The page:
All kerosene pressure stoves follow the time honored design principles of the old style gasoline torches: The fuel is preheated in a tube until it volatizes, the vapor is blown through a very small venturi jet in a nipple and burns completely as a vaporized fuel/air mixture. Safety in terms of pressure is not a factor, as the jet is always is virtually impossible to build up too much pressure in the tank. But that open jet design means the tank is not sealed, so if the stove is to be transported after use and fuel remains in the tank, be sure to transport the stove in the upright position and with the bleed valve open. If you are hiking or carrying the #2412 stove in such a way that it cannot be carried upright, then use the supplied wrench to remove the burner assembly and replace it with the brass cap, and tighten the bleed valve on the filler cap. It only takes a couple of minutes to perform this procedure, so it isnít time consuming or difficult.

Notice the "*" above? Those were put there to alert you to avoid potential problems. Kerosene pressure stoves vaporize the fuel through a tiny jet hole, remember? The stove comes with a jet cleaner in case the jet becomes clogged. That, of course, is why you should use a filter funnel when filling the fuel tank...why borrow trouble with dirty fuel? Preheating with alcohol is best done with the highest temperature burning alcohol, which means 91 to 95% alcohol, not 70% rubbing alcohol. Alcohol burns very hot, without much of a visible flame and produces almost no soot. In an emergency you could preheat using kerosene in the alcohol preheat cup, but expect it to leave a soot deposit on the burner and require several cups of fuel to achieve adequate preheating.

Can a kerosene pressure stove be used indoors in an emergency? Certainly. They burn without noticeable fumes, and because they burn kerosene it does not produce excessive carbon monoxide as do gasoline stoves. [Always open a window a bit when using any device with an open flame...they burn oxygen, too.] These stoves are too small to support an oven, but with a support stand to hold the oven with the stove beneath, they easily put out enough heat to properly heat the just isnít ideal for that purpose. The #2412 is a pressure stove...they do have a sound. It isnít as loud as a Coleman stove or lantern, but you can hear the mild roar of the burner unit in operation, just as you can with a Primus kerosene stove. Unlike the tiny Primus, however, the Butterfly #2412 is large enough to use for daily cooking, if required.


  • Clean the inside of the fuel tank of new units before use by rinsing with kerosene.

  • Once a year, clean the burner unit (including the jet) and repeat step one. This will keep particles from clogging the jet. If the burner of the #2412 is removed, always store it in a sealed bag with the wrench and needle cleaning tools.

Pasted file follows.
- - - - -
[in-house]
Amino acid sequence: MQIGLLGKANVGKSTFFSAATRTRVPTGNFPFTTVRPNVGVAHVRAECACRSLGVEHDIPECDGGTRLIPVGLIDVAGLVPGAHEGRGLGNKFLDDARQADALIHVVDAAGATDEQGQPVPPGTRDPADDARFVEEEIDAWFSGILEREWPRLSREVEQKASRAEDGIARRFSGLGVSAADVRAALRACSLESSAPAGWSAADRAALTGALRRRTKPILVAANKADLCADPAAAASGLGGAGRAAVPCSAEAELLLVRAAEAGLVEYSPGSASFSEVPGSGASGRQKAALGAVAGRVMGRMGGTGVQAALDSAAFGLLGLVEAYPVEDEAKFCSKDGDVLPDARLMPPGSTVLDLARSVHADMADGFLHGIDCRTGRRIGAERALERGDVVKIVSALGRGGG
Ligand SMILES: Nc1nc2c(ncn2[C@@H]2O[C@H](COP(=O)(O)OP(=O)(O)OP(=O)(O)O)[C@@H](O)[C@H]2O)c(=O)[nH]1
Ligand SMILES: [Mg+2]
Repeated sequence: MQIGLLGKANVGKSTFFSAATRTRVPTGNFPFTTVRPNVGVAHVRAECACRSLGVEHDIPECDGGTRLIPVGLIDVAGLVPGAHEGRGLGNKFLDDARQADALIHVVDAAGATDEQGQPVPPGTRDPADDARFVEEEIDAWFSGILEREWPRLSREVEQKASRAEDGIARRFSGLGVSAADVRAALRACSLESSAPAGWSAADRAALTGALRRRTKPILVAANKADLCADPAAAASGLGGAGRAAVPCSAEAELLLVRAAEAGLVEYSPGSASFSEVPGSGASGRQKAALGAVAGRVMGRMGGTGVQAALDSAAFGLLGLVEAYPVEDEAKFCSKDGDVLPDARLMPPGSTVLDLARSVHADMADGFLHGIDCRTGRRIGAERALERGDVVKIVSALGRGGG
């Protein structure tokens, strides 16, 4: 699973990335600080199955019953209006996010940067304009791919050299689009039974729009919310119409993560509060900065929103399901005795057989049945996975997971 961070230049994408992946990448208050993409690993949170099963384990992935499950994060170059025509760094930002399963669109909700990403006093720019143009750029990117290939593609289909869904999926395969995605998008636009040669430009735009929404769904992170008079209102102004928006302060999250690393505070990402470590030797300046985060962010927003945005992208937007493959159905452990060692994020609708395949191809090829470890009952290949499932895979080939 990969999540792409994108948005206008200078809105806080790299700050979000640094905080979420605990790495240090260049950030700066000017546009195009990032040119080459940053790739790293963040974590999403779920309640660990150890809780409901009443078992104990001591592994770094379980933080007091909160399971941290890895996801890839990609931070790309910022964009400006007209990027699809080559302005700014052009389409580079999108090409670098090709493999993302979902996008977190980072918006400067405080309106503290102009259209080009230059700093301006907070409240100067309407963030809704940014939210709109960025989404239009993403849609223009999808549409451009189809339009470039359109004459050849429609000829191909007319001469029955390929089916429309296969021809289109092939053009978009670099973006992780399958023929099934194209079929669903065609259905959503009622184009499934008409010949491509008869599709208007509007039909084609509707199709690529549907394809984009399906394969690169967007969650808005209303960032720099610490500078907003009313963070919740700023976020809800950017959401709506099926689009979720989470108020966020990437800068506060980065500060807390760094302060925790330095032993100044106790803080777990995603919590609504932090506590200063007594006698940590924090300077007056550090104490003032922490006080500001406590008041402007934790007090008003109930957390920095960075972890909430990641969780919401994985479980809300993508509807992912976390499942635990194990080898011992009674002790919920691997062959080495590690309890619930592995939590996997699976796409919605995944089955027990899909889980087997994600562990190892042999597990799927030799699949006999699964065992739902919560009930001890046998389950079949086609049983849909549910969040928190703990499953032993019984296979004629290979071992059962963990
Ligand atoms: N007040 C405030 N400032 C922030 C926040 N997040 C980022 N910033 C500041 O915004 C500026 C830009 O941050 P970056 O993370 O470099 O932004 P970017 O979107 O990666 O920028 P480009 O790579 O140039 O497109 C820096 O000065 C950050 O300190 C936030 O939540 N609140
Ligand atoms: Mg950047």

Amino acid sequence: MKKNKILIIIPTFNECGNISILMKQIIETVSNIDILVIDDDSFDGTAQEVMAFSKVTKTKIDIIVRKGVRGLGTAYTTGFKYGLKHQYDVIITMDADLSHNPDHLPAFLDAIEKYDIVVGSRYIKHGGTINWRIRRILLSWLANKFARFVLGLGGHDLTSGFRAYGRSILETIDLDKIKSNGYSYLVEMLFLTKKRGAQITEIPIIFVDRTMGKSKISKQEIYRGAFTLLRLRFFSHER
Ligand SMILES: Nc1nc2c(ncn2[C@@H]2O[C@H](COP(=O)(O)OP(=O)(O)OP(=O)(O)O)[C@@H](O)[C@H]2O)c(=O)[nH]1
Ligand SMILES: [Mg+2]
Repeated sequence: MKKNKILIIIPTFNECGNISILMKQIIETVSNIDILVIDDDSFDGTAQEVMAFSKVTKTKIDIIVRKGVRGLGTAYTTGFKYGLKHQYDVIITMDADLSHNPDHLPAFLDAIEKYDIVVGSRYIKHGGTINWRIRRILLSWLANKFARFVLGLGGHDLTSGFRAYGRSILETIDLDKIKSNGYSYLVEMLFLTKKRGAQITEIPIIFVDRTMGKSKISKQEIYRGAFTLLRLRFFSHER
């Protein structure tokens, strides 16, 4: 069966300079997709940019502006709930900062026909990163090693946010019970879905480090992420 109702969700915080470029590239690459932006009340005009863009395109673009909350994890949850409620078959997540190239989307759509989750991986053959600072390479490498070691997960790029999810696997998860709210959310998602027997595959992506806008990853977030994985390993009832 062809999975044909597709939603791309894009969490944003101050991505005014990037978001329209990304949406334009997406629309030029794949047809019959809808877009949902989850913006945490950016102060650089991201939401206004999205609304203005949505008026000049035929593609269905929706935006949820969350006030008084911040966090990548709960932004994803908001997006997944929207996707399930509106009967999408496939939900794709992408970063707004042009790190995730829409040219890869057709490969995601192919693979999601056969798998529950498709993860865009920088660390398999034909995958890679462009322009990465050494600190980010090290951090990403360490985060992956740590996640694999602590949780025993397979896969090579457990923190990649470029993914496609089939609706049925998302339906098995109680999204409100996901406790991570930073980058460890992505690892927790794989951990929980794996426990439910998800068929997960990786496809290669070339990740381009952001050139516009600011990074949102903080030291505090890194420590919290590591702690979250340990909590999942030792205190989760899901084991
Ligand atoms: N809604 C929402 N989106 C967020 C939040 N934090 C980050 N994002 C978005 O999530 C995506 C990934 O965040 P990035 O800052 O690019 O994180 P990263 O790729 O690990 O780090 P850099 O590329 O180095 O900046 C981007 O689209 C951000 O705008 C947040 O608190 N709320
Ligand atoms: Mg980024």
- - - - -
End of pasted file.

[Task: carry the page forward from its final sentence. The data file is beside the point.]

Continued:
• If the stove does not light, or burns off center, clean the jet with the supplied needle.

  • If the #2412 stove is stored with fuel in the tank AND the burner installed, open the bleed valve, otherwise changes in barometric pressure can cause fuel to rise up through the bleed valve and leak.

  • For transport with fuel in the tank, remove the burner unit and store it in a sealed bag, and replace the burner unit with the supplied cap (stored on the end of the pump handle), and close the bleed valve on the filler cap.

  • Always use a funnel with a filter to fill the fuel tank. Coleman filter funnels work well.

  • Never overfill the tank with fuel.  Leave at least 3/4'' of headroom above the fuel.  There must be air in the tank to pressurize with the pump!

  • Wait for the pre-heat alcohol to almost burn out before pumping up the tank. Wear leather gloves when pumping for safety.

  • Kerosene pressure stoves will burn diesel fuel, alcohol, stove oil, etc, in an emergency, but for indoors use only kerosene is recommended.

  • In an emergency, the stoves can be pre-heated with any fuel, but expect a lot of soot on the burner. The soot does not degrade performance, but is pretty dirty to handle.

  • In storage, keep the separated parts in small Zip-Lock bags.  That way they are ready for use when you need them.

  • Pages on this web site:

    Kerosene Stoves, Lanterns and Ovens

  • Kerosene Stoves - Recommendations on different models  New!
  • Kerosene Stove Maintenance and Storage  
  • Butterfly A-822, 22 wick, all-aluminum premium stove.   New!
  • Butterfly #2487, 16 wick stove
  • Butterfly #2412 Pressure Stove;
  • instructions for virtually any pressure stove.
  • Butterfly #2418 Double Burner Stove;
  • good with any gravity flow stove.
  • Butterfly #2421 Oven for Kerosene Stoves
  • Butterfly #2641, 10 Wick Stove -
  • the least expensive emergency stove.
  • Butterfly #2698 Cook Stove -
  • THE Best Heavy Duty Cook Stove. 
  • Butterfly #828R Pressure Lantern;
  • same for most pressure lanterns.
  • Haller "Origineel" Stoves
  • Mini kerosene heaters;
  • also mini stoves made from old brooder lamps.
  • Sad Iron stoves;
  • examples of, and wick replacement. Wicks are here.
  • "Wickless" Stoves & Ranges,
  • and wicking for them.